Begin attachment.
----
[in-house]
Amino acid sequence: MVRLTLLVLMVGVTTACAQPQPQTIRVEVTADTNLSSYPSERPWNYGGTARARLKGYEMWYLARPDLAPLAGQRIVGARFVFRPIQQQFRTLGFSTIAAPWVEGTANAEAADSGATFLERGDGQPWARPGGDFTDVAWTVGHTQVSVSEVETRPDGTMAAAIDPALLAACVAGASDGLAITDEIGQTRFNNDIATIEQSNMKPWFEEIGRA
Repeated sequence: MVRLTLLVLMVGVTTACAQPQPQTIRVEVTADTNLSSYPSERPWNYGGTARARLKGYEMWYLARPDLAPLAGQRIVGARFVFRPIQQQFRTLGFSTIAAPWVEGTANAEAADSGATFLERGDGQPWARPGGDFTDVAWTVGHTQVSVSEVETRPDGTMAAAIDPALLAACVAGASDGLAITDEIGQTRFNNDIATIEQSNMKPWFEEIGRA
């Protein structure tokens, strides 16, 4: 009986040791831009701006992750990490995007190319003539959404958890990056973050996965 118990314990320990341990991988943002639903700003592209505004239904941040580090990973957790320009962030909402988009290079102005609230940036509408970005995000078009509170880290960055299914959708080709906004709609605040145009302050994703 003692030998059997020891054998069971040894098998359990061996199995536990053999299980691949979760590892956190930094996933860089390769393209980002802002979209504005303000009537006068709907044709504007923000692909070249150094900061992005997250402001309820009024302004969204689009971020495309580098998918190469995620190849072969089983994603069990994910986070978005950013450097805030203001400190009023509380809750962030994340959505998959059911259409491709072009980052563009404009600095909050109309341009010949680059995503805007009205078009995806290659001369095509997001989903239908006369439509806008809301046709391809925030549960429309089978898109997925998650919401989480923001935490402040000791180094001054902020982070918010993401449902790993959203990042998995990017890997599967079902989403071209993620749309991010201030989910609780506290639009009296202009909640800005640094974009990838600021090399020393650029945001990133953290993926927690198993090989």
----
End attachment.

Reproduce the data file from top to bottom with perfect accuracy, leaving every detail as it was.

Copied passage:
[in-house]
Amino acid sequence: MVRLTLLVLMVGVTTACAQPQPQTIRVEVTADTNLSSYPSERPWNYGGTARARLKGYEMWYLARPDLAPLAGQRIVGARFVFRPIQQQFRTLGFSTIAAPWVEGTANAEAADSGATFLERGDGQPWARPGGDFTDVAWTVGHTQVSVSEVETRPDGTMAAAIDPALLAACVAGASDGLAITDEIGQTRFNNDIATIEQSNMKPWFEEIGRA
Repeated sequence: MVRLTLLVLMVGVTTACAQPQPQTIRVEVTADTNLSSYPSERPWNYGGTARARLKGYEMWYLARPDLAPLAGQRIVGARFVFRPIQQQFRTLGFSTIAAPWVEGTANAEAADSGATFLERGDGQPWARPGGDFTDVAWTVGHTQVSVSEVETRPDGTMAAAIDPALLAACVAGASDGLAITDEIGQTRFNNDIATIEQSNMKPWFEEIGRA
């Protein structure tokens, strides 16, 4: 009986040791831009701006992750990490995007190319003539959404958890990056973050996965 118990314990320990341990991988943002639903700003592209505004239904941040580090990973957790320009962030909402988009290079102005609230940036509408970005995000078009509170880290960055299914959708080709906004709609605040145009302050994703 003692030998059997020891054998069971040894098998359990061996199995536990053999299980691949979760590892956190930094996933860089390769393209980002802002979209504005303000009537006068709907044709504007923000692909070249150094900061992005997250402001309820009024302004969204689009971020495309580098998918190469995620190849072969089983994603069990994910986070978005950013450097805030203001400190009023509380809750962030994340959505998959059911259409491709072009980052563009404009600095909050109309341009010949680059995503805007009205078009995806290659001369095509997001989903239908006369439509806008809301046709391809925030549960429309089978898109997925998650919401989480923001935490402040000791180094001054902020982070918010993401449902790993959203990042998995990017890997599967079902989403071209993620749309991010201030989910609780506290639009009296202009909640800005640094974009990838600021090399020393650029945001990133953290993926927690198993090989």